A complementary approach would be to increase workers’ power. Historically, this has been most effectively done by bringing more workers into unions. Across advanced economies, wage inequality tends to rise as the share of workers who are members of unions declines. A new paper examining detailed, historical data from America makes the point especially well. Henry Farber, Daniel Herbst, Ilyana Kuziemko and Mr Naidu find that the premium earned by union members in America has held remarkably constant during the post-war period. But in the 1950s and 1960s the expansion of unions brought in less-skilled workers, squeezing the wage distribution and shrinking inequality. Unions are not the only way to boost worker power. More radical ideas like a universal basic income—a welfare payment made to everyone regardless of work status—or a jobs guarantee, which extends the right to a government job paying a decent wage to everyone, would shift power to workers and force firms to work harder to retain employees.
Since the late 1970s (coinciding with the rise of neoliberalism) wages have stagnated while executive pay keeps rising. This has led to inequality being one of the largest issues facing companies and countries in the 21st century. Accordingly, people sick of neoliberalism have been looking into ways to address inequality and the subsequent economic stagnation. One solution is to have workers sit on the board of their employer. This results in better treatment of the workforce while providing more opportunity for growth in efficiencies within the company.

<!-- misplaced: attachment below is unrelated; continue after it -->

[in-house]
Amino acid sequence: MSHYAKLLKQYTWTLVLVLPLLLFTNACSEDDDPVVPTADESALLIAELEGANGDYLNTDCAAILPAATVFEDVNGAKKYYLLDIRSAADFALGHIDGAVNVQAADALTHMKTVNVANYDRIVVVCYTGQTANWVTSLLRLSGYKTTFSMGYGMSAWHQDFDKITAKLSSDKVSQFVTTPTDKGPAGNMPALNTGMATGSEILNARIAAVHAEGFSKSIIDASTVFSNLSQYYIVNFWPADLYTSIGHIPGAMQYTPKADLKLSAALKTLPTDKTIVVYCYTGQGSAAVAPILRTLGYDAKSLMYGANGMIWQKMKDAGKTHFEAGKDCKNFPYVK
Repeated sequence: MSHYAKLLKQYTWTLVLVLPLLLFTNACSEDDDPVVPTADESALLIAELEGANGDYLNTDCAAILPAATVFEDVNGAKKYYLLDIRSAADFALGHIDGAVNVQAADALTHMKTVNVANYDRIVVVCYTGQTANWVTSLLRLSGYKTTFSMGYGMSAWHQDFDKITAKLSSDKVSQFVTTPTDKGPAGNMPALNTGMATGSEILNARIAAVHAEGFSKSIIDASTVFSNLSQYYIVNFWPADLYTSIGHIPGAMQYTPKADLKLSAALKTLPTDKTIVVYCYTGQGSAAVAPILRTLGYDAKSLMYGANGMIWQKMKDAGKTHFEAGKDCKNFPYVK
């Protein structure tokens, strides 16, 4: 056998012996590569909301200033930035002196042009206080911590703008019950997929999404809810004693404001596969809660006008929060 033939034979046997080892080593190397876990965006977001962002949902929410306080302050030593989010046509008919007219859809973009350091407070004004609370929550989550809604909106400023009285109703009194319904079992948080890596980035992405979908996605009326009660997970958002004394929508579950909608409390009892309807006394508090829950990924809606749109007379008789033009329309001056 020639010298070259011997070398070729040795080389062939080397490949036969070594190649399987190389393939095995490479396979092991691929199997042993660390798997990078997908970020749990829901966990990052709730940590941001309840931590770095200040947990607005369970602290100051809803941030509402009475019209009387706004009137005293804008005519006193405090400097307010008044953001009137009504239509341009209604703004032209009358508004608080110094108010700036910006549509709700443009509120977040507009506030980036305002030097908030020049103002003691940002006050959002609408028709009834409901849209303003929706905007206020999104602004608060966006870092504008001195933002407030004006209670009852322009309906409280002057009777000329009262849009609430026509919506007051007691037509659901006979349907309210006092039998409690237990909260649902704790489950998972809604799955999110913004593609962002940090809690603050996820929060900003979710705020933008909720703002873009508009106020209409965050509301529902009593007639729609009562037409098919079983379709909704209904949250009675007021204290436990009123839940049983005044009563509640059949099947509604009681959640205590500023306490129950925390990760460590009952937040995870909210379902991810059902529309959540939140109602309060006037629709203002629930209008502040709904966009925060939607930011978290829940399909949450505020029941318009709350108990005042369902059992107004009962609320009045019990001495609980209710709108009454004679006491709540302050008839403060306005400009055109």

Research has found that the setup reduces worker turnover, boosts salaries and productivity, and supports income equity. Shareholder returns do suffer slightly, but researchers largely agree that tilting the flow of revenue back toward workers is a good thing.
It stands to reason that the concept holds a great deal of sway over the American public. The gulf between CEO and shareholder earnings and that of employees is often as extreme as 25 to one. Wages for regular workers have held largely stagnant over the last three decades, as executive salaries have ballooned. Bringing actual employees to the table where these decisions are made could serve to flatten the cliff between management and workers.